MN Roof Leak | Roof Leak Repair MN

A roof leak can result in significant damage to insulation, walls, ceilings, flooring and personal property. If undetected, a roof leak can cause rot that will endanger the structural integrity of the roof framing system and cause costly repairs.
 The larger the leak, the greater the damage; however, even a pinhole leak can ruin an entire room during a single storm.

According to the National Roofing Contractors Association, a roof should be inspected at least twice annually — once in the fall before the rains and again in the late spring to determine how it fared during the winter.

Look for loose shingles or shakes, or, if you have a tile or slate roof, check for missing or cracked pieces. On shingle roofs, look for curling, fraying and tears at the edges. Check the flashings around chimneys, vents, skylights and other roof penetrations. They should be tight and in good condition.

Maintaining good roof flashings, especially those at roof edges and penetrations, is crucial. Many roof leaks are actually flashing leaks.

Sometimes a visual inspection of the roof isn’t enough. A water test may be in order. You’ll need to venture atop the roof to do this effectively. Use a firmly braced or tied-off ladder equipped with rubber safety feet and wear rubber-soled shoes to avoid slipping.

Using a garden hose, run water onto the areas where a leak is most likely. For example, if there is a water stain on the ceiling just in front of the fireplace in the living room you’ll want to concentrate on that general area. The chimney flashing may be the culprit in this case and a water test is sure to expose it.

It’s useful to have a helper in the attic who can detect where the water is making its way through the roof. Work your way up from the lowest part of the slope, tackling one area at a time and working on a dry surface.
 Sometimes a dab of roofing adhesive, a touch of caulking or a small shingle patch is all that’s required. Other times flashing, vents or sections of roofing must be torn out and replaced, in which case hiring a roofing professional would be wise.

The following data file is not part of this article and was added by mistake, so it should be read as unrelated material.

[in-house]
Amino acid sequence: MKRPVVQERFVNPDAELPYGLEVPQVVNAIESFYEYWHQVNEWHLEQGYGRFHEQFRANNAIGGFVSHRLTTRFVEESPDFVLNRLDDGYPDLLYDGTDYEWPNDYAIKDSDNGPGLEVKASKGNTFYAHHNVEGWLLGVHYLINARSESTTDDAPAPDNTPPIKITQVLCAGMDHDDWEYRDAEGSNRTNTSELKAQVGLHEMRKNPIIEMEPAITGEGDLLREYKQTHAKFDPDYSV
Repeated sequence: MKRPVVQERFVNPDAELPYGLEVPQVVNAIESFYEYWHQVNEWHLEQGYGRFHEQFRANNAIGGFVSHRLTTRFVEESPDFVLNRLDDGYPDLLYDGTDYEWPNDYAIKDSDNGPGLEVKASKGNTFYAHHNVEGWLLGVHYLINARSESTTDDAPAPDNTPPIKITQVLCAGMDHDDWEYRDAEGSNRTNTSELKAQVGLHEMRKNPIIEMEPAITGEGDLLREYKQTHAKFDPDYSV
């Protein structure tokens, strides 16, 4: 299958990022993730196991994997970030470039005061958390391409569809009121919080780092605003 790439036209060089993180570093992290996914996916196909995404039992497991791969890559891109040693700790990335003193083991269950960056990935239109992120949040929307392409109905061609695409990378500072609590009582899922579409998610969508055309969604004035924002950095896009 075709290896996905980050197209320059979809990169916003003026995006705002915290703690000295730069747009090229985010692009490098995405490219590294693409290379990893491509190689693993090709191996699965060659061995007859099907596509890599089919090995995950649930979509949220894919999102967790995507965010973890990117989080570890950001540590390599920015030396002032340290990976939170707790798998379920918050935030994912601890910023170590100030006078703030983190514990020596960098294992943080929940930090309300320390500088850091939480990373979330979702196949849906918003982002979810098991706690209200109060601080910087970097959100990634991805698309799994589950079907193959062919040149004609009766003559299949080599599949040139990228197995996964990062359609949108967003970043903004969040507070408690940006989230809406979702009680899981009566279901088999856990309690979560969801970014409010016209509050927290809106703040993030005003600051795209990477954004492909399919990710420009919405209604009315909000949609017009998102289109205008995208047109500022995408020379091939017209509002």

Roof Repair or Roof Replacement?

If your roof is 15 years or older or has leaked periodically, its condition should be evaluated once annually by a Minnesota roofing contractor. A new roof should be considered to preserve the integrity of the home. If you decide to install a new roof, there are two alternatives: recovering (installing a new roof over the existing one) or a roof replacement. 
While some building codes will allow the application of up to three layers of roofing, we recommend that all existing roof cover be torn off before the new roof is installed.

Frequently the roof sheathing or wood decking below the roof cover is rotting. The only way to effectively inspect and repair this damage is by removing all of the existing roof cover.
 Having the roof sheathing exposed is a prime opportunity to look for protruding nailheads that can damage roofing and become the source of future leaks.
 Another disadvantage to multiple layers of roofing is the weight that is placed upon the roof structure.

If you are concerned about the condition of your roof, contact a Minnesota Residential Roofing Contractor today. Many roofing companies will provide a free inspection and provide a written estimate. They can also provide you with general information about maintaining your roof and offer a free estimate on your roofing job costs.

Is It Always Necessary To Tear Off Existing Shingles Before Reroofing?

Is it always necessary to tear off existing shingles before reroofing?  If they are torn off, who is responsible for the disposal of the old shingles?

There are two options available for re-roofing installations.  One would be to tear off the old roof before applying the new one (tear off).  The second would be to lay new shingles over the existing roof (lay over).  While the second choice is the less expensive of the two options, it is not necessarily always the best choice.

There are advantages to tearing off the old roof before installing a new one.  For example:

• If there are any defects in the roof deck, they will be revealed when the roof is torn off.

These defects should be repaired before applying the new roof.

• If condensation problems exist in the attic, they too will be revealed when the roof is torn off.

Properly designed attic ventilation can then be installed in order to help eliminate such problems.

• When the old roof is torn off, waterproofing shingle underlayment can be installed before applying the new roof.  This will help protect against leaks created by cyclical ice damage and wind-driven rain.

• Tearing off the old roof and starting with a clean deck before reroofing may result in a smoother finished roof system.

Although there is added cost to these advantages, each lessens the likelihood that the validity of the manufacturer’s shingle warranty will be impaired.  If the old roof is torn off, your contractor should be responsible for the cleanup and disposal of the old shingles, but make sure your contract states this clearly.

If you do plan to re-roof over existing shingles, first check if your local building codes limit the number of roof layers that can be applied to a residence in your area.  Your roofing contractor will know the pertinent code requirements.